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Though a small minority of psychologists have characterized all or nearly all religion as delusion, others focus solely on a denial of any spiritual cause of symptoms exhibited by a patient and look for other answers relating to a chemical imbalance in the brain, although there is actually no evidence of pathology in any psychiatric illness which means a diagnosis is made purely on opinions of professionals based on symptoms the person exhibits. Individuals experiencing religious delusions are preoccupied with religious subjects that are not within the expected beliefs for an individual’s background, including culture, education, and known experiences of religion.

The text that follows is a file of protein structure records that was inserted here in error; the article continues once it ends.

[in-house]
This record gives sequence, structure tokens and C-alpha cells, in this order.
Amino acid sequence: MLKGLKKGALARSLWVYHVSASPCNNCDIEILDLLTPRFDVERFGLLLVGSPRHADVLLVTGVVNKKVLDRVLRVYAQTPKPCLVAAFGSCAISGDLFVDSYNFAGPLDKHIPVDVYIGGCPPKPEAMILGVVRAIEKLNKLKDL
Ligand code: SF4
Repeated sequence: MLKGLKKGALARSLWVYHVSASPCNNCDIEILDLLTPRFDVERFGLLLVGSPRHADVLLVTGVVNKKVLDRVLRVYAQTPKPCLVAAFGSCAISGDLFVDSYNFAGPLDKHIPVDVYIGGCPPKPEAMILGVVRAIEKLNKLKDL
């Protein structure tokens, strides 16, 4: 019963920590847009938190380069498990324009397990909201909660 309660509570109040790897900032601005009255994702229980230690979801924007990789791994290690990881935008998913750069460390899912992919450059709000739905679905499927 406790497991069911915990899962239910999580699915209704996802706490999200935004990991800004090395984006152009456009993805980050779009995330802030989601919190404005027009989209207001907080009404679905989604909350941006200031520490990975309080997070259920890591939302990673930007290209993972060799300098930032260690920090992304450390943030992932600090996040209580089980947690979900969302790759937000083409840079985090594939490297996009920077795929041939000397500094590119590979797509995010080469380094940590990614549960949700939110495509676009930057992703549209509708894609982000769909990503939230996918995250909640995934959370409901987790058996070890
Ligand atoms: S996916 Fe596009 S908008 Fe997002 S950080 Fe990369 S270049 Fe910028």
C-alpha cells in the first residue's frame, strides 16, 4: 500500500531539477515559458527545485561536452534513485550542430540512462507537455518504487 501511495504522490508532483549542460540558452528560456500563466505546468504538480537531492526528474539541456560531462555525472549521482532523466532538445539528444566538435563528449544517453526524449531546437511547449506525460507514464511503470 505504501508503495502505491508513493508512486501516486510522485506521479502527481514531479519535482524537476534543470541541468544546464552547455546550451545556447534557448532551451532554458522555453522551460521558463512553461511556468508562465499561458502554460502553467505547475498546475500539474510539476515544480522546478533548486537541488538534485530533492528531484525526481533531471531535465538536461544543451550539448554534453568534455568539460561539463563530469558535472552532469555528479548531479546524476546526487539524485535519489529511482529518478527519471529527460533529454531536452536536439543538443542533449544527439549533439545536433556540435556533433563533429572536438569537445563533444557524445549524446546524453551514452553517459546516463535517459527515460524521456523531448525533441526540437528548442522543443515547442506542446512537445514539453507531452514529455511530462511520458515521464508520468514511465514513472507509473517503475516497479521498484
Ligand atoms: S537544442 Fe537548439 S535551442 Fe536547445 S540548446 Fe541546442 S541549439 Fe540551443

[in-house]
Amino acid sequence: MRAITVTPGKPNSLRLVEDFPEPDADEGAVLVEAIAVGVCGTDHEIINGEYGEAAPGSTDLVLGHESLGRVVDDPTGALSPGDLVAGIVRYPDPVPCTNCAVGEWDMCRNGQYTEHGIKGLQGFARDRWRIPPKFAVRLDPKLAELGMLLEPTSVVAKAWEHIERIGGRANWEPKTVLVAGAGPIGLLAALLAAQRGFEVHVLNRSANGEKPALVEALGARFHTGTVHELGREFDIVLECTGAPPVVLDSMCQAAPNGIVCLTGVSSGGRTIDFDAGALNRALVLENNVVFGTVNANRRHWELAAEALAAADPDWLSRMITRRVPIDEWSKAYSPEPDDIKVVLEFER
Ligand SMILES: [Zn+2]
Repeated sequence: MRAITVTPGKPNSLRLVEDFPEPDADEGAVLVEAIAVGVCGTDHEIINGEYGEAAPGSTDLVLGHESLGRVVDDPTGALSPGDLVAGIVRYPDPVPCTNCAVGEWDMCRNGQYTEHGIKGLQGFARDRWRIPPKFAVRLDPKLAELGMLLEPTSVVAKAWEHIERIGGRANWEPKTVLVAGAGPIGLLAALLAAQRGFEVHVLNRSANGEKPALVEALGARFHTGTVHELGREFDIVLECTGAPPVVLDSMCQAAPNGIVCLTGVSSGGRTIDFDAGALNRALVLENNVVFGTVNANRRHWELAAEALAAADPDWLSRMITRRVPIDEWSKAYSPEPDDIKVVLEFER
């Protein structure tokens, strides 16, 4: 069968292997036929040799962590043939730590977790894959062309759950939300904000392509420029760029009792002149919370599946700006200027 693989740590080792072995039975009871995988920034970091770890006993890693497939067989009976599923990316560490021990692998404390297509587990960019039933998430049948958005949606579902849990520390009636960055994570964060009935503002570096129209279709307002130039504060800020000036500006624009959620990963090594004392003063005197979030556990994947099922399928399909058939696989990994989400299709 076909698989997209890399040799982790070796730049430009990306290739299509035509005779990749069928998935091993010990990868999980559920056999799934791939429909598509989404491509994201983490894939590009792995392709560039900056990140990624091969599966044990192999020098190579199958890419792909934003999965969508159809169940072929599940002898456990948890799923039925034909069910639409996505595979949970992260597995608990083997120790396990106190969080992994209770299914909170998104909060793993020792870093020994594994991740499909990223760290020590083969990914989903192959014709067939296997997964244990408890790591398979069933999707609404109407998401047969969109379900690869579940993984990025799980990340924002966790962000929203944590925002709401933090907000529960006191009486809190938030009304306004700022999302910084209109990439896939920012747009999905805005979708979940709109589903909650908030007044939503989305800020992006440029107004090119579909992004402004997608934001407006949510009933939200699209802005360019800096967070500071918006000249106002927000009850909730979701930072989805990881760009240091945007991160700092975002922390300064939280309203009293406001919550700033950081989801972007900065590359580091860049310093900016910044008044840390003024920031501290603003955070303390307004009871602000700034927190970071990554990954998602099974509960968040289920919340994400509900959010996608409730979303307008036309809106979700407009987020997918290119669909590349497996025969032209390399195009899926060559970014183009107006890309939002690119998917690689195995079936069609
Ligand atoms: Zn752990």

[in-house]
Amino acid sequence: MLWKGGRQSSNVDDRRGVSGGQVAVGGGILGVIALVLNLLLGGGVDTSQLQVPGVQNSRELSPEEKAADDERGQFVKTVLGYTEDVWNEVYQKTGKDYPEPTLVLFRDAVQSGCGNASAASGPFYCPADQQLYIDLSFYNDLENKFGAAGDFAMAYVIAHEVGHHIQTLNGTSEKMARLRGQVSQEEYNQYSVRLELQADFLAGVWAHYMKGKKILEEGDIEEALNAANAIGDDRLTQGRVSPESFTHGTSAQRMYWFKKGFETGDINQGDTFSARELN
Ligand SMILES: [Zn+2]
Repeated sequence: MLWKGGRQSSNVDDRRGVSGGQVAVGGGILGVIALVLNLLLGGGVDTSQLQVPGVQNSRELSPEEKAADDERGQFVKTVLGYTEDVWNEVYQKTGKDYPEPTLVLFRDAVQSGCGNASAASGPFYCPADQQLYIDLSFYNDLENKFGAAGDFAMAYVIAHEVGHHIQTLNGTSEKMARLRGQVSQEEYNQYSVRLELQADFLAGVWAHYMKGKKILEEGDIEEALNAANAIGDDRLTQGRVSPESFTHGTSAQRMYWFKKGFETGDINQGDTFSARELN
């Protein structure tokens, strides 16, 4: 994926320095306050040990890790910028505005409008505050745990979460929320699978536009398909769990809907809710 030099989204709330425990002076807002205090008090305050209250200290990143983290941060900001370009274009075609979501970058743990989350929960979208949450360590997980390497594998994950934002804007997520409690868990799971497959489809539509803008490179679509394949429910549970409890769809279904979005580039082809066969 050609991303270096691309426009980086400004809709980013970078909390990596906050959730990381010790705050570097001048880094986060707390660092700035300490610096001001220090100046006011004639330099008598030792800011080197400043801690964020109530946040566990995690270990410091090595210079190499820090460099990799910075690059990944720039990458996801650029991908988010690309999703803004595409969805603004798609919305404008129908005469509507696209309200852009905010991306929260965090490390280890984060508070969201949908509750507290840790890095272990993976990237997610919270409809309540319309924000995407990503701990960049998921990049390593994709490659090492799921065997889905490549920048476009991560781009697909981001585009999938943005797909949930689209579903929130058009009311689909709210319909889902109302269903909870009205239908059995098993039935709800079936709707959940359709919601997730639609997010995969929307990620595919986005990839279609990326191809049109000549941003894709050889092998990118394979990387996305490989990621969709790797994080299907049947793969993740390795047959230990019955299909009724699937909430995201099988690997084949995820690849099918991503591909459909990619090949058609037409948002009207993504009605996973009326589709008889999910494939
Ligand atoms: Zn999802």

These preoccupations are incongruous with the mood of the subject. Researchers in a 2000 study found religious delusions to be unrelated to any specific set of diagnostic criteria, but correlated with demographic criteria, primarily age. In a comparative study sampling 313 patients, those with religious delusion were found to be aged older, and had been placed on a drug regime or started a treatment programme at an earlier stage.